“[Expletive] happens,” Marchand said of Lauzon. “He’s a great player for us. He competes very hard, and he’s out there every night working his butt off and competing for the group. We all make mistakes. We’ve all been there. It’s tough when it happens to you, but we’re going to bounce back. It’s not the end of the world — it’s 1-1 and we just have to work on that next one. So it’s all about how we regroup in here and move forward. That’s the thing about the playoffs. You have to have a quick memory and just worry about the next day.”
Lauzon’s turnover capped off a back-and-forth affair. Amidst other areas of frustration, Boston’s leaders put them in a position to take a 2-0 series lead.
Whenever the Bruins find themselves in a hole, they often turn to the potent Marchand-Bergeron duo. Over the last decade, the dynamic pair provided the loyal Boston fanbase with thrilling overtime winners and comeback efforts, both in victory and defeat.
So it came to no surprise that the Bruins found themselves within striking distance of a 2-0 series lead because of Bergeron and Marchand.
Bergeron brought the Garden crowd back to their feet with his shot from the slot — in a similar area from his historic tying tally in Game 7 against the Maple Leafs in 2013.
Marchand evened things up with a power-play marker 33 seconds after the Islanders received a too many men penalty.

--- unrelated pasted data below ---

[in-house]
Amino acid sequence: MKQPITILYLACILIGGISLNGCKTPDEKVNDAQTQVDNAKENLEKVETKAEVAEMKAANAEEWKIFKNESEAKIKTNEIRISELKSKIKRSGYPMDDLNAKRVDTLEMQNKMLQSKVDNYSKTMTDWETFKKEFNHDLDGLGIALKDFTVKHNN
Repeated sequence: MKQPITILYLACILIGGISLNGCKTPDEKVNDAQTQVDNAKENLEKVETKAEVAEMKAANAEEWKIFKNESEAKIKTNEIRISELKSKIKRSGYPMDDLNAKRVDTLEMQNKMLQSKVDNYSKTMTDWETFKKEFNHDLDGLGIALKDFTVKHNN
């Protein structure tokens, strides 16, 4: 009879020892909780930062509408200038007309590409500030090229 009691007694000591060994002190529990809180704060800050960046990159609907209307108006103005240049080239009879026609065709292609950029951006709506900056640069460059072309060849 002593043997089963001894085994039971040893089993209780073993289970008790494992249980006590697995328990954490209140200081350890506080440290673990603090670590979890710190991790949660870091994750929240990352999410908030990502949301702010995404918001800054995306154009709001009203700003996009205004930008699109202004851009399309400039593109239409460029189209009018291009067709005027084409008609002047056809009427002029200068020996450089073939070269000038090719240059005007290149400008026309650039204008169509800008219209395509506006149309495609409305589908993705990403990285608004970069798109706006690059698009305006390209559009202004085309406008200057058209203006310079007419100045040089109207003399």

Boston’s top line had their way with the Islanders in Game 1 behind David Pastrnak’s hat trick. They encountered their fair share of chances in Game 2, but Barry Trotz’s club kept the Marchand-Bergeron-Pastrnak trio in check through two periods with their tight-checking and solid layers in front of Semyon Varlamov.
Ideally, the Bruins will want Craig Smith to return from his lower-body ailment sooner rather than later to balance out the top-six. But the top trio appears ripe to take full control of this second-round matchup.
Ilya Sorokin did all he could to keep the Islanders afloat in Game 1. But the top line overwhelmed a heavy Isles bunch as Sorokin suffered his first career playoff loss.
Varlamov struggled in his two appearances against the Penguins in the first round. Yet, he developed quite the success against the Bruins this season, losing just one of his six starts in the regular season.
With that in mind, Trotz tabbed Varlamov for the Game 2 start. The Russian netminder stood tall in his 39-save outing with six coming in the extra session, none bigger than his stop on Taylor Hall on the doorstep moments before Cizikas’s game-winner.
Rask made some timely stops as well in overtime. Yet, he wasn’t as sharp as Varlamov. He showcased some discomfort in the middle period, fighting the puck more often than not as the Isles found their skating legs.
In the end, the Isles received one more bounce than the Bruins, and Varlamov made one more stop than Rask.
“I just don’t think he tracked pucks as well tonight,” Cassidy said of Rask’s 35-save performance in Game 2. “They had more traffic in front of the net, and they got some bounces. Let’s face it, the first goal went in on our skate, and the last goal hit our skate and leads to a breakaway. Sometimes you have to be fortunate in this game, too. They took advantage of the last good bounce…and sometimes that’s just the way it goes. You have to persevere, and I thought we did. But as far as Tuukka goes, they finished a breakaway at the end. They were one save better than us…we certainly had our looks in overtime, but we didn’t convert and they did. That’s how overtimes usually come to an end.”